I’ve now started three record labels, alongside some very wonderful people: Ave Vox Music Group (1995-present, Los Angeles; Owner), Maurice The Fish Records (2008-present, Seattle / Tacoma; Artist, silent CEO), and Tin Star Records (2011, Sheridan, WY; Co-owner). Each label has a different artistic focus, feel, and forte. Ave Vox Music Group specializes in legal music administration, music composition and production for film, TV, Radio, as well as producing, recording, distributing, press and marketing design in Los Angeles. Maurice The Fish Records specializes in booking, press support, networking, radio, endorsement support, community outreach and artist development in the Northwest. Tin Star Records specializes in live events, community outreach, producing, recording and artist development, radio & tour support, marketing and distribution in the Rocky Mountain West. This network is tightly woven together by not only astounding people, but amazing opportunities for those involved. By integrating this network, a touring corridor has been opened from Los Angeles to Seattle to Wyoming, with marketing and radio support along the way.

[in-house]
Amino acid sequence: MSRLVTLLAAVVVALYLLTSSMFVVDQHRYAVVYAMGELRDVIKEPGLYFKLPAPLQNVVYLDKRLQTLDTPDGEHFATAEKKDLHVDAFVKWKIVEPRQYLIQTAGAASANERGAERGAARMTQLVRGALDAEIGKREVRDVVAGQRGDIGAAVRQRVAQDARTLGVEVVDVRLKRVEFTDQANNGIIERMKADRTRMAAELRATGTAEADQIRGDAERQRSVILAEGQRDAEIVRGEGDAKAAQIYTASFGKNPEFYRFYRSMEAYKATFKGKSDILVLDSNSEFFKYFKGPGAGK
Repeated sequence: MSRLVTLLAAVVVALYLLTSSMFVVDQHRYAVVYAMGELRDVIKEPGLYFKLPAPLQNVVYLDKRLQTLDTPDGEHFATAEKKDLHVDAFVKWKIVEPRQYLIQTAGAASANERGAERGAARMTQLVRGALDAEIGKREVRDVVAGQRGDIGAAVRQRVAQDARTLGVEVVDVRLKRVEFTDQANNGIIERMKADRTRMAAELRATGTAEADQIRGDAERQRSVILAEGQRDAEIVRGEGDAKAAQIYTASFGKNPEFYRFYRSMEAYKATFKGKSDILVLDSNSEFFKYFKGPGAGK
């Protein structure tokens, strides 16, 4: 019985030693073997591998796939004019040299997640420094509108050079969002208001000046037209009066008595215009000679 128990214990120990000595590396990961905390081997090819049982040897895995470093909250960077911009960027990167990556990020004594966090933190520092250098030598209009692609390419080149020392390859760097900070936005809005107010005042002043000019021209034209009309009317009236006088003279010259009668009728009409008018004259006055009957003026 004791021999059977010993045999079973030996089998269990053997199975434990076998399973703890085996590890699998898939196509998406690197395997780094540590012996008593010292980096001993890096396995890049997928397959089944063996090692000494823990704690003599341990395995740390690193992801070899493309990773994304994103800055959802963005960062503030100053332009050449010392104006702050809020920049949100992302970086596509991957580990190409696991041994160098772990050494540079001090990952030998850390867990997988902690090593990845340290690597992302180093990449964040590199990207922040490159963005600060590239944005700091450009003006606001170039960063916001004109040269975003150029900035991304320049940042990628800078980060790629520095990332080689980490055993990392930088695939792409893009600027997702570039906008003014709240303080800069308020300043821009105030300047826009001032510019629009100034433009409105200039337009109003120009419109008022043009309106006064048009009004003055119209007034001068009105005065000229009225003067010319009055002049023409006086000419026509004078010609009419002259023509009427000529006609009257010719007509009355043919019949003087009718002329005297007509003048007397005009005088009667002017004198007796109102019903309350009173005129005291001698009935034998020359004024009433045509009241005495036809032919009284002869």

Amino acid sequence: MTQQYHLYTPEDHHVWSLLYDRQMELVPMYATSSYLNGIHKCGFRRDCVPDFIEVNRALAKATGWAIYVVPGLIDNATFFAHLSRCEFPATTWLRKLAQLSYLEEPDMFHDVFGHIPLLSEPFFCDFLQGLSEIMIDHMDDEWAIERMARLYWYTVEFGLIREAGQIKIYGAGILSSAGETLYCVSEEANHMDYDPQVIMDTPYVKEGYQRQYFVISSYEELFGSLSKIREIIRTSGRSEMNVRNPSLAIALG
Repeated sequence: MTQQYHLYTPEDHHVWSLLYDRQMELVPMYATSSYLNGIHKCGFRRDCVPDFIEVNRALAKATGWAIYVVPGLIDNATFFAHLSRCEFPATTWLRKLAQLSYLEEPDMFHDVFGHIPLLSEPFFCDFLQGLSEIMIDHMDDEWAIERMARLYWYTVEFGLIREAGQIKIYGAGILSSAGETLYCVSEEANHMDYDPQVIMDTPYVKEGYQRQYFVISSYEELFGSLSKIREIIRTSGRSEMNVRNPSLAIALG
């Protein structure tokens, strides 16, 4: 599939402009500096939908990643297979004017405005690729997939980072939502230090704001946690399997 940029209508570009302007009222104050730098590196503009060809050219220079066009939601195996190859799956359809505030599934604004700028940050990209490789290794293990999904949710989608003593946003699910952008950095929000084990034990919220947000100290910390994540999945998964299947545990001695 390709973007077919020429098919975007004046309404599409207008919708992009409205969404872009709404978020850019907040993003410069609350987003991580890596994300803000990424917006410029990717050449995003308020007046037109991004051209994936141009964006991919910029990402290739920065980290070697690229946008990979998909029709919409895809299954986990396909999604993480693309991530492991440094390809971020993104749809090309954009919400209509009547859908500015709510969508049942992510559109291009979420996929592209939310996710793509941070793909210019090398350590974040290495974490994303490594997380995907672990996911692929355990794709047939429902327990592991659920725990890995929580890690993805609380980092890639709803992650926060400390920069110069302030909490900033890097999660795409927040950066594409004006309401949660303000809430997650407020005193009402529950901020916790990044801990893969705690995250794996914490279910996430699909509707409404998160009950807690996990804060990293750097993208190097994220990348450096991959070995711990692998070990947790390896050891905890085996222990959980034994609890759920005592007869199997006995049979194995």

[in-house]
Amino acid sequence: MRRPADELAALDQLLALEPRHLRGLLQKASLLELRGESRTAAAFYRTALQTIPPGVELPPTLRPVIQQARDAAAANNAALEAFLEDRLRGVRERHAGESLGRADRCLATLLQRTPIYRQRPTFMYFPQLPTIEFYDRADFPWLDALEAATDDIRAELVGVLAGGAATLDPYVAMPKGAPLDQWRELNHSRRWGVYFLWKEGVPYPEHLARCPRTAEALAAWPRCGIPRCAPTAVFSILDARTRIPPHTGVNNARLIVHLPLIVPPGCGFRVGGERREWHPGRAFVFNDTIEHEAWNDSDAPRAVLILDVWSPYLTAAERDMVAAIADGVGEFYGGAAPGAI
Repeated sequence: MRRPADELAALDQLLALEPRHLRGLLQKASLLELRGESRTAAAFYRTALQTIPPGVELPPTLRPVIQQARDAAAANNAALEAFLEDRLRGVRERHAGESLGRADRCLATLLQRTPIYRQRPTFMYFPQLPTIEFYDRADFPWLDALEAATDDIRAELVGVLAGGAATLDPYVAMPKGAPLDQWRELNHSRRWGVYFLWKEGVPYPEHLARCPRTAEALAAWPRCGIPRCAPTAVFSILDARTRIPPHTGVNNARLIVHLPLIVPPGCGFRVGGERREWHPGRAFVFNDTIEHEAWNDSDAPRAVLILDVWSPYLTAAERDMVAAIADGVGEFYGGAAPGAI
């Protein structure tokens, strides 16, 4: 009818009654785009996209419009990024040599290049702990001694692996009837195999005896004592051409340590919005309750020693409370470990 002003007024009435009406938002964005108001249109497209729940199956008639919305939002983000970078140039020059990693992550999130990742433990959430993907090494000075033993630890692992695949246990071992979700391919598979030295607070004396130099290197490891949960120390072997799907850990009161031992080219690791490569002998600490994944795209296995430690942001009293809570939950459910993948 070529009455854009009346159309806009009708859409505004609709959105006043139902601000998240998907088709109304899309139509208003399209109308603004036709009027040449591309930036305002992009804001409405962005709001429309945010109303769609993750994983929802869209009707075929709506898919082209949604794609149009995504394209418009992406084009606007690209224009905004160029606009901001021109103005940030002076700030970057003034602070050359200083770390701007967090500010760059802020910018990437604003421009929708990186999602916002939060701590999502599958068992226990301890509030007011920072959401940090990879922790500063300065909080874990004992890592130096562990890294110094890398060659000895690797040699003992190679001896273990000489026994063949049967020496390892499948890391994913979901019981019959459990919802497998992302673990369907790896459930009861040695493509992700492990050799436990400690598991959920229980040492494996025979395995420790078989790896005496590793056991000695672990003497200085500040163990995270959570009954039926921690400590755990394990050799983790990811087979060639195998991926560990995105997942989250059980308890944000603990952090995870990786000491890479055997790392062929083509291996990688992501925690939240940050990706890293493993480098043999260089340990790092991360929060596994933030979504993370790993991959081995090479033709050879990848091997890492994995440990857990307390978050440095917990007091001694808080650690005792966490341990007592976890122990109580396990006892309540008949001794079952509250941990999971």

As example, an artist could be recorded by Tin Star Records, gig-exchanged with Maurice the Fish Records to end a press-supported tour in the Northwest, and be placed in film or TV through Ave Vox Music Group while being spun on the radio in three states thanks to all three labels — and visa versa, down the line. The Tin Star artists reach out to new markets and sell product to new fans, Maurice The Fish Records makes a booking percentage, and Ave Vox Music group makes a placement percentage. Everyone gains thanks to the strength of the network.
This network would not have been made possible without all of the interpersonal trust established in the networking collective. Trust, just like word of mouth, takes effort to build. Granted, I’m blessed to work with dear and talented long-time friends on all three of these labels. Yet you know the old saying: A stranger is just a friend that you haven’t yet met.
Networking is the life-blood in the body of the entertainment industry. Professionals choose to work with people, not services. And the only way to meet people is to MEET them. The best way to accomplish this is while networking. Make a point to meet someone new within your industry this week. You never know – it may be David Geffen.
Article Copr. © 2011 Danielle Egnew; originally published on MusicIndustryNewswire-dot-com before the site was revamped as MuseWire.com in March 2015.